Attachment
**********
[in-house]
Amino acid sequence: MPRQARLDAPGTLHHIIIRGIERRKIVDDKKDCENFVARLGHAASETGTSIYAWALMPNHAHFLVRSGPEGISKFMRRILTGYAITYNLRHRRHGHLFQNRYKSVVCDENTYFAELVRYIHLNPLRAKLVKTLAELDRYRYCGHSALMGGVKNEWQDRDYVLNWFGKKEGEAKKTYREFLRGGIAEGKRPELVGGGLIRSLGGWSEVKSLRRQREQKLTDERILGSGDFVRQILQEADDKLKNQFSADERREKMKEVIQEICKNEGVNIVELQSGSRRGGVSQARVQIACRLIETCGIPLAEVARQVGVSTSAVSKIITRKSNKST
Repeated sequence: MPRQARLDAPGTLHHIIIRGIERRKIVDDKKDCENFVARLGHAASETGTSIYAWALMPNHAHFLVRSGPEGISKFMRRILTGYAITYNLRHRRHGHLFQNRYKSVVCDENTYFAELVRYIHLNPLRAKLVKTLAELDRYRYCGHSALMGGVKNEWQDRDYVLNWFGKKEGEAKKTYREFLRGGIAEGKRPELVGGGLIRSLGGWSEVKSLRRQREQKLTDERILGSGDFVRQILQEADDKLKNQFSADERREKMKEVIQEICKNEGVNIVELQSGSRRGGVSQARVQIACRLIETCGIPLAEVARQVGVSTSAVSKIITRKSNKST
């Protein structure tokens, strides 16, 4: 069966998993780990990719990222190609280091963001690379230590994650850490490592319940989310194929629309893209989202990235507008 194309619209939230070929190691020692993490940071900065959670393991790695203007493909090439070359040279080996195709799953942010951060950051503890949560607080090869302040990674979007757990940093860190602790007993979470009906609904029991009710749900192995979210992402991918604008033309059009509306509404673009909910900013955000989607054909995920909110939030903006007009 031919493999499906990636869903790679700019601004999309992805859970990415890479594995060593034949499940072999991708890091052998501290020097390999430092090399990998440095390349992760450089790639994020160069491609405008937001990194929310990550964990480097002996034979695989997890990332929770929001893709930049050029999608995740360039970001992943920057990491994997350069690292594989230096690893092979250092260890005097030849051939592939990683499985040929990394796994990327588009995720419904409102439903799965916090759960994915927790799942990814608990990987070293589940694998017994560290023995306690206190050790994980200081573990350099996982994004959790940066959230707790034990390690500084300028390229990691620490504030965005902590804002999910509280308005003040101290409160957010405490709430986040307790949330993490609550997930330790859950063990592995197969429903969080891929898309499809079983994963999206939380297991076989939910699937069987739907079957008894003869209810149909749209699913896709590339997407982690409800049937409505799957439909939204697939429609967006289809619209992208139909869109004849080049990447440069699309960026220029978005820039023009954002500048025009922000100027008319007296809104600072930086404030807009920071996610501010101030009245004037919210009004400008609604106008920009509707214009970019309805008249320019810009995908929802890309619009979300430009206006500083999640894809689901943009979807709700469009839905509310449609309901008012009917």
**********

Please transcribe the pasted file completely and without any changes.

[in-house]
Amino acid sequence: MPRQARLDAPGTLHHIIIRGIERRKIVDDKKDCENFVARLGHAASETGTSIYAWALMPNHAHFLVRSGPEGISKFMRRILTGYAITYNLRHRRHGHLFQNRYKSVVCDENTYFAELVRYIHLNPLRAKLVKTLAELDRYRYCGHSALMGGVKNEWQDRDYVLNWFGKKEGEAKKTYREFLRGGIAEGKRPELVGGGLIRSLGGWSEVKSLRRQREQKLTDERILGSGDFVRQILQEADDKLKNQFSADERREKMKEVIQEICKNEGVNIVELQSGSRRGGVSQARVQIACRLIETCGIPLAEVARQVGVSTSAVSKIITRKSNKST
Repeated sequence: MPRQARLDAPGTLHHIIIRGIERRKIVDDKKDCENFVARLGHAASETGTSIYAWALMPNHAHFLVRSGPEGISKFMRRILTGYAITYNLRHRRHGHLFQNRYKSVVCDENTYFAELVRYIHLNPLRAKLVKTLAELDRYRYCGHSALMGGVKNEWQDRDYVLNWFGKKEGEAKKTYREFLRGGIAEGKRPELVGGGLIRSLGGWSEVKSLRRQREQKLTDERILGSGDFVRQILQEADDKLKNQFSADERREKMKEVIQEICKNEGVNIVELQSGSRRGGVSQARVQIACRLIETCGIPLAEVARQVGVSTSAVSKIITRKSNKST
């Protein structure tokens, strides 16, 4: 069966998993780990990719990222190609280091963001690379230590994650850490490592319940989310194929629309893209989202990235507008 194309619209939230070929190691020692993490940071900065959670393991790695203007493909090439070359040279080996195709799953942010951060950051503890949560607080090869302040990674979007757990940093860190602790007993979470009906609904029991009710749900192995979210992402991918604008033309059009509306509404673009909910900013955000989607054909995920909110939030903006007009 031919493999499906990636869903790679700019601004999309992805859970990415890479594995060593034949499940072999991708890091052998501290020097390999430092090399990998440095390349992760450089790639994020160069491609405008937001990194929310990550964990480097002996034979695989997890990332929770929001893709930049050029999608995740360039970001992943920057990491994997350069690292594989230096690893092979250092260890005097030849051939592939990683499985040929990394796994990327588009995720419904409102439903799965916090759960994915927790799942990814608990990987070293589940694998017994560290023995306690206190050790994980200081573990350099996982994004959790940066959230707790034990390690500084300028390229990691620490504030965005902590804002999910509280308005003040101290409160957010405490709430986040307790949330993490609550997930330790859950063990592995197969429903969080891929898309499809079983994963999206939380297991076989939910699937069987739907079957008894003869209810149909749209699913896709590339997407982690409800049937409505799957439909939204697939429609967006289809619209992208139909869109004849080049990447440069699309960026220029978005820039023009954002500048025009922000100027008319007296809104600072930086404030807009920071996610501010101030009245004037919210009004400008609604106008920009509707214009970019309805008249320019810009995908929802890309619009979300430009206006500083999640894809689901943009979807709700469009839905509310449609309901008012009917």